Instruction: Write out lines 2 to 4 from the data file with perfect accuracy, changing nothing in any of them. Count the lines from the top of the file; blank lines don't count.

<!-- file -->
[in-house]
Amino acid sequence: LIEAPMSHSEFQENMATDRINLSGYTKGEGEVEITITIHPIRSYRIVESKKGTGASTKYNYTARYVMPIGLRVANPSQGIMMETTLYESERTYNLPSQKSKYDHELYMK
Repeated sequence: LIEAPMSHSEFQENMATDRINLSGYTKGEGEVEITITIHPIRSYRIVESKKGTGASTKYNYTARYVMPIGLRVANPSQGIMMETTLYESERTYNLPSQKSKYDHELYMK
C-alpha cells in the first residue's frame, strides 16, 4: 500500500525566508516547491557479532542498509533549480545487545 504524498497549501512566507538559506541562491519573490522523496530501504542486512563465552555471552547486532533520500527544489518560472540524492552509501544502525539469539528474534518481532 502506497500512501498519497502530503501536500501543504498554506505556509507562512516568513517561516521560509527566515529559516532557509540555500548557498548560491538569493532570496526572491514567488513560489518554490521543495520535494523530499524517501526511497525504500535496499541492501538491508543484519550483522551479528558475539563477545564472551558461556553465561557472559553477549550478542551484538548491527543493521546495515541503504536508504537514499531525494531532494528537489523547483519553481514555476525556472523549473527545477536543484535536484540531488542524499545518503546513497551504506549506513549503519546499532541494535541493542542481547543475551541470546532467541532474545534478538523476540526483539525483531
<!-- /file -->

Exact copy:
Amino acid sequence: LIEAPMSHSEFQENMATDRINLSGYTKGEGEVEITITIHPIRSYRIVESKKGTGASTKYNYTARYVMPIGLRVANPSQGIMMETTLYESERTYNLPSQKSKYDHELYMK
Repeated sequence: LIEAPMSHSEFQENMATDRINLSGYTKGEGEVEITITIHPIRSYRIVESKKGTGASTKYNYTARYVMPIGLRVANPSQGIMMETTLYESERTYNLPSQKSKYDHELYMK
C-alpha cells in the first residue's frame, strides 16, 4: 500500500525566508516547491557479532542498509533549480545487545 504524498497549501512566507538559506541562491519573490522523496530501504542486512563465552555471552547486532533520500527544489518560472540524492552509501544502525539469539528474534518481532 502506497500512501498519497502530503501536500501543504498554506505556509507562512516568513517561516521560509527566515529559516532557509540555500548557498548560491538569493532570496526572491514567488513560489518554490521543495520535494523530499524517501526511497525504500535496499541492501538491508543484519550483522551479528558475539563477545564472551558461556553465561557472559553477549550478542551484538548491527543493521546495515541503504536508504537514499531525494531532494528537489523547483519553481514555476525556472523549473527545477536543484535536484540531488542524499545518503546513497551504506549506513549503519546499532541494535541493542542481547543475551541470546532467541532474545534478538523476540526483539525483531